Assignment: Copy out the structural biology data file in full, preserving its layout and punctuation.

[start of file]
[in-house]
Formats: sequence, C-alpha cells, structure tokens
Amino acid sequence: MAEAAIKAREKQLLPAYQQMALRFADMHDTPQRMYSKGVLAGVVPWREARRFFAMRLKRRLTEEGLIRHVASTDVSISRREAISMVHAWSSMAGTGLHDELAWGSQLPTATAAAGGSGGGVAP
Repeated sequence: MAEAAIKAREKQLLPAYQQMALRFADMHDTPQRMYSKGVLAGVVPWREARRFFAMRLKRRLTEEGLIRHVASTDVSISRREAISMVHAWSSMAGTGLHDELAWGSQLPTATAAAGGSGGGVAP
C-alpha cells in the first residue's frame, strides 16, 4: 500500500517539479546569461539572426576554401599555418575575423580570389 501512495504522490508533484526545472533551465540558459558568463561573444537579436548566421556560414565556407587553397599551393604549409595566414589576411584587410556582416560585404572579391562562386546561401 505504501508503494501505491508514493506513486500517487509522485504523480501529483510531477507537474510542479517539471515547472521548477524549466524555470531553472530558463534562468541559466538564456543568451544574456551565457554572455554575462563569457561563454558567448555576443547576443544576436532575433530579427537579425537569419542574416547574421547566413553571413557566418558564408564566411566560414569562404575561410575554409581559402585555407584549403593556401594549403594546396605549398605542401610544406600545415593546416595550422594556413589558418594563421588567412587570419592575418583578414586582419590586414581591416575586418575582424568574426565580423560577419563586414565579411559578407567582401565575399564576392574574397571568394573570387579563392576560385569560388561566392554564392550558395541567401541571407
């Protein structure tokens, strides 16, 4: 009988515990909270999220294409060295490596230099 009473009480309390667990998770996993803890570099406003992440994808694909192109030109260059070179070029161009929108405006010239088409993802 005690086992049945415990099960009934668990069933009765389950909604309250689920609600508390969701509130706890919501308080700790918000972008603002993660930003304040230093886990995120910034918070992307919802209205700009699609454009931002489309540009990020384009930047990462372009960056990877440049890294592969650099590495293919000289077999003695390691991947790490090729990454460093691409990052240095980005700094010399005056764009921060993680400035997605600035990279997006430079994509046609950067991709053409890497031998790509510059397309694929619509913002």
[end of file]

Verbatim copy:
[in-house]
Formats: sequence, C-alpha cells, structure tokens
Amino acid sequence: MAEAAIKAREKQLLPAYQQMALRFADMHDTPQRMYSKGVLAGVVPWREARRFFAMRLKRRLTEEGLIRHVASTDVSISRREAISMVHAWSSMAGTGLHDELAWGSQLPTATAAAGGSGGGVAP
Repeated sequence: MAEAAIKAREKQLLPAYQQMALRFADMHDTPQRMYSKGVLAGVVPWREARRFFAMRLKRRLTEEGLIRHVASTDVSISRREAISMVHAWSSMAGTGLHDELAWGSQLPTATAAAGGSGGGVAP
C-alpha cells in the first residue's frame, strides 16, 4: 500500500517539479546569461539572426576554401599555418575575423580570389 501512495504522490508533484526545472533551465540558459558568463561573444537579436548566421556560414565556407587553397599551393604549409595566414589576411584587410556582416560585404572579391562562386546561401 505504501508503494501505491508514493506513486500517487509522485504523480501529483510531477507537474510542479517539471515547472521548477524549466524555470531553472530558463534562468541559466538564456543568451544574456551565457554572455554575462563569457561563454558567448555576443547576443544576436532575433530579427537579425537569419542574416547574421547566413553571413557566418558564408564566411566560414569562404575561410575554409581559402585555407584549403593556401594549403594546396605549398605542401610544406600545415593546416595550422594556413589558418594563421588567412587570419592575418583578414586582419590586414581591416575586418575582424568574426565580423560577419563586414565579411559578407567582401565575399564576392574574397571568394573570387579563392576560385569560388561566392554564392550558395541567401541571407
């Protein structure tokens, strides 16, 4: 009988515990909270999220294409060295490596230099 009473009480309390667990998770996993803890570099406003992440994808694909192109030109260059070179070029161009929108405006010239088409993802 005690086992049945415990099960009934668990069933009765389950909604309250689920609600508390969701509130706890919501308080700790918000972008603002993660930003304040230093886990995120910034918070992307919802209205700009699609454009931002489309540009990020384009930047990462372009960056990877440049890294592969650099590495293919000289077999003695390691991947790490090729990454460093691409990052240095980005700094010399005056764009921060993680400035997605600035990279997006430079994509046609950067991709053409890497031998790509510059397309694929619509913002």